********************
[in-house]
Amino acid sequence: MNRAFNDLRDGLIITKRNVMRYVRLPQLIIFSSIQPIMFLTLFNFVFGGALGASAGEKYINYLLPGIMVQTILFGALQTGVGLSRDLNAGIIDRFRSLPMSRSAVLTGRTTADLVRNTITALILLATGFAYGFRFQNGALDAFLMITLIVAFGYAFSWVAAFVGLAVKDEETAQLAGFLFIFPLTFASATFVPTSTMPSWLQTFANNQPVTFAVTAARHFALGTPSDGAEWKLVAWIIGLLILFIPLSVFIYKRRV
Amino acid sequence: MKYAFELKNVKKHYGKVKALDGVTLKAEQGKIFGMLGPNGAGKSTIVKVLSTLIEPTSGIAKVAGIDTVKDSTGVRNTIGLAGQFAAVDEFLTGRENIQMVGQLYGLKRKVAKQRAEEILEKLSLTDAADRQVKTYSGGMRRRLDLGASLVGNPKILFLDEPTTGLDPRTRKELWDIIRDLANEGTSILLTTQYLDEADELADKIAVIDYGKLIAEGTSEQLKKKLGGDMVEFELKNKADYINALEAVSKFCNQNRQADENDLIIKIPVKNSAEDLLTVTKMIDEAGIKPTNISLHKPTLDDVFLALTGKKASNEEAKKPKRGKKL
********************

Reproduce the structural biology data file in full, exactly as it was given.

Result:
[in-house]
Amino acid sequence: MNRAFNDLRDGLIITKRNVMRYVRLPQLIIFSSIQPIMFLTLFNFVFGGALGASAGEKYINYLLPGIMVQTILFGALQTGVGLSRDLNAGIIDRFRSLPMSRSAVLTGRTTADLVRNTITALILLATGFAYGFRFQNGALDAFLMITLIVAFGYAFSWVAAFVGLAVKDEETAQLAGFLFIFPLTFASATFVPTSTMPSWLQTFANNQPVTFAVTAARHFALGTPSDGAEWKLVAWIIGLLILFIPLSVFIYKRRV
Amino acid sequence: MKYAFELKNVKKHYGKVKALDGVTLKAEQGKIFGMLGPNGAGKSTIVKVLSTLIEPTSGIAKVAGIDTVKDSTGVRNTIGLAGQFAAVDEFLTGRENIQMVGQLYGLKRKVAKQRAEEILEKLSLTDAADRQVKTYSGGMRRRLDLGASLVGNPKILFLDEPTTGLDPRTRKELWDIIRDLANEGTSILLTTQYLDEADELADKIAVIDYGKLIAEGTSEQLKKKLGGDMVEFELKNKADYINALEAVSKFCNQNRQADENDLIIKIPVKNSAEDLLTVTKMIDEAGIKPTNISLHKPTLDDVFLALTGKKASNEEAKKPKRGKKL